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J Alzheimers Dis. 2020;73(4):1627-1635. doi: 10.3233/JAD-191140.

Aluminum and Amyloid-β in Familial Alzheimer's Disease.

Author information

1
The Birchall Centre, Lennard-Jones Laboratories, Keele University, Staffordshire, United Kingdom.
2
Institute of Pharmacy/Pharmacognosy, University of Innsbruck, Innsbruck, Austria.
3
Grupo de Neurociencias de Antioquia, Sede de Investigación Universitaria SIU, Medellín, Colombia.

Abstract

Genetic predispositions associated with metabolism of the amyloid-β protein precursor underlie familial Alzheimer's disease; a form of dementia characterized by early disease onset and elevated levels of cortical amyloid-β. Human exposure to aluminum is linked to the etiology of Alzheimer's disease and recent research measured a high content of aluminum in brain tissue in familial Alzheimer's disease. To elaborate upon this finding, we have obtained brain tissues from a Colombian cohort of donors with familial Alzheimer's disease. We have used established methods to measure the aluminum content of these tissues and we have compared the data with a recently measured dataset for control brain tissues. We report significantly higher levels of aluminum in brain tissues in donors with familial Alzheimer's disease than in control tissues from donors without neurological impairment or neurodegeneration. We have used aluminum-specific fluorescence microscopy along with complementary imaging for amyloid-β to demonstrate a very high degree of co-localization of these two risk factors in brain tissue in familial Alzheimer's disease. Aluminum and amyloid-β were co-located in senile plaques as well as vasculature, the latter resembling cerebral amyloid angiopathy. Aluminum was also found separately from amyloid-β in intracellular compartments including glia and neuronal axons. The research has identified an arguably unique association between high brain aluminum content and amyloid-β and allows postulation that genetic predispositions defining familial Alzheimer's disease underlie this relationship.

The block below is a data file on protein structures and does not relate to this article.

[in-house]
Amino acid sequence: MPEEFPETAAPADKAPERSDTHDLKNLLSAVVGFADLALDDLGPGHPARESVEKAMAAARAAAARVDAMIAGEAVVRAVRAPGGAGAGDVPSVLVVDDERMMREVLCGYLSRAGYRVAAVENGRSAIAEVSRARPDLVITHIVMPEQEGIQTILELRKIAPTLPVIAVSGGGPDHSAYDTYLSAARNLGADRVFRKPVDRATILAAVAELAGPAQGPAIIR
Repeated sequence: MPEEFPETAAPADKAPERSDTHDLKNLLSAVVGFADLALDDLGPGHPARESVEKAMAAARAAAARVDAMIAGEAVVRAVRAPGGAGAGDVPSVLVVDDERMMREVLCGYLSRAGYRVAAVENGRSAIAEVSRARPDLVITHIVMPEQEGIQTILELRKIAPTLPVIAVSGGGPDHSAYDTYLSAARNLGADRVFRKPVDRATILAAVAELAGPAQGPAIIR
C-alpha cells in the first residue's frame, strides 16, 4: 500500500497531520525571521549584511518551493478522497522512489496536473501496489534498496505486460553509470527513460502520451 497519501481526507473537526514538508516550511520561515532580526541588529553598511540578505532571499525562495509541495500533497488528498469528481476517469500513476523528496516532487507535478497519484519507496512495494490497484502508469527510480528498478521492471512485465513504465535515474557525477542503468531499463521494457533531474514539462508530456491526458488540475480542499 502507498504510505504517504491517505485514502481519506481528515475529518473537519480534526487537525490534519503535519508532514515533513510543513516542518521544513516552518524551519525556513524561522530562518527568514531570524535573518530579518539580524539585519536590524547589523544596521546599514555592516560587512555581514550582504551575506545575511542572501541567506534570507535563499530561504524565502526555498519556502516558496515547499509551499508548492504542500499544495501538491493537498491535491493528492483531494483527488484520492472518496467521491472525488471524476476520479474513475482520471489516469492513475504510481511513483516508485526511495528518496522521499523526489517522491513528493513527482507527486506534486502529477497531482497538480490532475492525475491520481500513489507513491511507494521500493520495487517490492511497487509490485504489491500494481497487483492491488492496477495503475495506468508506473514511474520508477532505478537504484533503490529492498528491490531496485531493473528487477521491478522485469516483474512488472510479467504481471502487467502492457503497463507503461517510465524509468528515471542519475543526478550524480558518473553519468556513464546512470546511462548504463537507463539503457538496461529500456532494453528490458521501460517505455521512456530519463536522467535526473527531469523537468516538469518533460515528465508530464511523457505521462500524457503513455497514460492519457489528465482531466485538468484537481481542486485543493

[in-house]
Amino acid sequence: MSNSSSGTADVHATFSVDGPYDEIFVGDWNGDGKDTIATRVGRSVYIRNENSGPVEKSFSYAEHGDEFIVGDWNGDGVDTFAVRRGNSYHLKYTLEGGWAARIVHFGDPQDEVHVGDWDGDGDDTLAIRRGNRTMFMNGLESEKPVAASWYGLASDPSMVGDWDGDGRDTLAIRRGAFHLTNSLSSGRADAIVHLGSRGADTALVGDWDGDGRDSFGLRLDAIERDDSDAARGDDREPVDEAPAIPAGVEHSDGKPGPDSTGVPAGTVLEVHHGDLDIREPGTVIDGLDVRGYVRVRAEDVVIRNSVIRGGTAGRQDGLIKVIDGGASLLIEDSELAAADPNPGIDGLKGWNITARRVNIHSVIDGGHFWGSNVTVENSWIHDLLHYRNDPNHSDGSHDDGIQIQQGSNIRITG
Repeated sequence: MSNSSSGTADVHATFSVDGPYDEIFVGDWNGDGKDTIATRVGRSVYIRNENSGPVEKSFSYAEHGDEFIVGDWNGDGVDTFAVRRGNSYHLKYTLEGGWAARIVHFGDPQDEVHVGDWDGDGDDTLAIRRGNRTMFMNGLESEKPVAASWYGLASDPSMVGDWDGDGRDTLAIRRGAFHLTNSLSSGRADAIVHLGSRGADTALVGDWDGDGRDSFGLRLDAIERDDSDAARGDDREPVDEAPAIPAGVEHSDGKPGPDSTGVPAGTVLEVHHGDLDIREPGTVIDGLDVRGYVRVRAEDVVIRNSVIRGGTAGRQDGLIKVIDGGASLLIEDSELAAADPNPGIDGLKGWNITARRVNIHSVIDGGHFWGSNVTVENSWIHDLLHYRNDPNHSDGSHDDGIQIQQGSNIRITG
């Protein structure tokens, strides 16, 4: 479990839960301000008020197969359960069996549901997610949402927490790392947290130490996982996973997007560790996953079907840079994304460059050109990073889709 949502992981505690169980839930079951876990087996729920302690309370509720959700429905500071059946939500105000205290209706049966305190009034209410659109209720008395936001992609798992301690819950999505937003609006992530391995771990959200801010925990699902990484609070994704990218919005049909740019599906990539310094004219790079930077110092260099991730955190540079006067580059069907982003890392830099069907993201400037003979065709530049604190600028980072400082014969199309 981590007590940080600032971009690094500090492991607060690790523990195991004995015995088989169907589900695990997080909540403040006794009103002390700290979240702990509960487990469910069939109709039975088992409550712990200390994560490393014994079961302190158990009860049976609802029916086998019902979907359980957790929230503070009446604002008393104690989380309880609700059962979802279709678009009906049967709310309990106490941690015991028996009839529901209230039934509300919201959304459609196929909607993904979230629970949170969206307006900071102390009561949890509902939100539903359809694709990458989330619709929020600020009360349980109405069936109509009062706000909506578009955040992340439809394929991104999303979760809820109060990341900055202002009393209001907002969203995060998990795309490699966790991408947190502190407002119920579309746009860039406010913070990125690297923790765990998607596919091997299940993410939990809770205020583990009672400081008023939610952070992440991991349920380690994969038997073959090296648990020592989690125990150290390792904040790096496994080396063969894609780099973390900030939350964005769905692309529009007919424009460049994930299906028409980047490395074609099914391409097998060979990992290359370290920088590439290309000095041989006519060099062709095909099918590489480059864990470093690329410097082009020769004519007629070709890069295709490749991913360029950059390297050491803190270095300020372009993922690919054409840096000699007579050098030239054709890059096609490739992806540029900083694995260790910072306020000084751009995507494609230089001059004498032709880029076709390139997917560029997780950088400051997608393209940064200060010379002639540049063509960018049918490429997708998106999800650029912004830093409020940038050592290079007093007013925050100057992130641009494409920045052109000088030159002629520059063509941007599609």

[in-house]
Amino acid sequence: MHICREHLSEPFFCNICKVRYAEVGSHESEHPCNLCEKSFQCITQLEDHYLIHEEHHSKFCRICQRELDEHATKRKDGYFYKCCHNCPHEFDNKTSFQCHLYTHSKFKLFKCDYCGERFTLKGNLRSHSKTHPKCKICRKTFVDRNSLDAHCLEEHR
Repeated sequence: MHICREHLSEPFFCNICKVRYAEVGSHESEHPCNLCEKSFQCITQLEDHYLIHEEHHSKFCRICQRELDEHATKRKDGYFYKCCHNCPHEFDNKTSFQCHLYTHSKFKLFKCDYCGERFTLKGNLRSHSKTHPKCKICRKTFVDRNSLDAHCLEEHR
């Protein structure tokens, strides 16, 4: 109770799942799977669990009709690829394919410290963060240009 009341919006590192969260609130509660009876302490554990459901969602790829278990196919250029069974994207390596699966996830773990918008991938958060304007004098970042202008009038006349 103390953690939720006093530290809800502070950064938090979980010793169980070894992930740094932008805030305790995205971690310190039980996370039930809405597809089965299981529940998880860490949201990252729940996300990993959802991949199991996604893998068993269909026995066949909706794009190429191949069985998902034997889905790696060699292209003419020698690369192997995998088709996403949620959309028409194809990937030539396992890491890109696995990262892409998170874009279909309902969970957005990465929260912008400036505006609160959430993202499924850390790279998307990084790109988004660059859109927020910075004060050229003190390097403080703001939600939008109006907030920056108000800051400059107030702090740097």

KEYWORDS:

Aluminum in human brain tissue; amyloid-β; familial Alzheimer’s disease; human exposure to aluminum

PMID:
31958088
DOI:
10.3233/JAD-191140

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